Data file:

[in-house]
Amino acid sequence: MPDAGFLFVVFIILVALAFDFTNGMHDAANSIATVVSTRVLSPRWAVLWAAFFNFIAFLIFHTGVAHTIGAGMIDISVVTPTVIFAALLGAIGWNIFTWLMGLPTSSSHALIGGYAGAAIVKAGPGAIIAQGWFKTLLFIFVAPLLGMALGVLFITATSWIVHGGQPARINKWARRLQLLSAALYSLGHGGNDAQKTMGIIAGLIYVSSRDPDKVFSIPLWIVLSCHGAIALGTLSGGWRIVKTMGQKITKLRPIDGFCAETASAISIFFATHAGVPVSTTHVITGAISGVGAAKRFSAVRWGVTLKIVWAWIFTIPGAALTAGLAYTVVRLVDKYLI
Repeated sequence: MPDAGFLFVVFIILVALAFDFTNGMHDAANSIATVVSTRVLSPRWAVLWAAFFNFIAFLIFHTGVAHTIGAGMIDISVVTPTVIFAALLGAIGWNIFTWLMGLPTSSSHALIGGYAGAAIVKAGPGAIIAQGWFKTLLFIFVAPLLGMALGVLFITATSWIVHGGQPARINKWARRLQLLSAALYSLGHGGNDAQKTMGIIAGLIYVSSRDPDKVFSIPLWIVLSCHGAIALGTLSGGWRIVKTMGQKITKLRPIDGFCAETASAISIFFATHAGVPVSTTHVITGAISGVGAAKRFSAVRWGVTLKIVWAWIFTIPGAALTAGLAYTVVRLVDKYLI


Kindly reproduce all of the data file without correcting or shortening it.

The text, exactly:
[in-house]
Amino acid sequence: MPDAGFLFVVFIILVALAFDFTNGMHDAANSIATVVSTRVLSPRWAVLWAAFFNFIAFLIFHTGVAHTIGAGMIDISVVTPTVIFAALLGAIGWNIFTWLMGLPTSSSHALIGGYAGAAIVKAGPGAIIAQGWFKTLLFIFVAPLLGMALGVLFITATSWIVHGGQPARINKWARRLQLLSAALYSLGHGGNDAQKTMGIIAGLIYVSSRDPDKVFSIPLWIVLSCHGAIALGTLSGGWRIVKTMGQKITKLRPIDGFCAETASAISIFFATHAGVPVSTTHVITGAISGVGAAKRFSAVRWGVTLKIVWAWIFTIPGAALTAGLAYTVVRLVDKYLI
Repeated sequence: MPDAGFLFVVFIILVALAFDFTNGMHDAANSIATVVSTRVLSPRWAVLWAAFFNFIAFLIFHTGVAHTIGAGMIDISVVTPTVIFAALLGAIGWNIFTWLMGLPTSSSHALIGGYAGAAIVKAGPGAIIAQGWFKTLLFIFVAPLLGMALGVLFITATSWIVHGGQPARINKWARRLQLLSAALYSLGHGGNDAQKTMGIIAGLIYVSSRDPDKVFSIPLWIVLSCHGAIALGTLSGGWRIVKTMGQKITKLRPIDGFCAETASAISIFFATHAGVPVSTTHVITGAISGVGAAKRFSAVRWGVTLKIVWAWIFTIPGAALTAGLAYTVVRLVDKYLI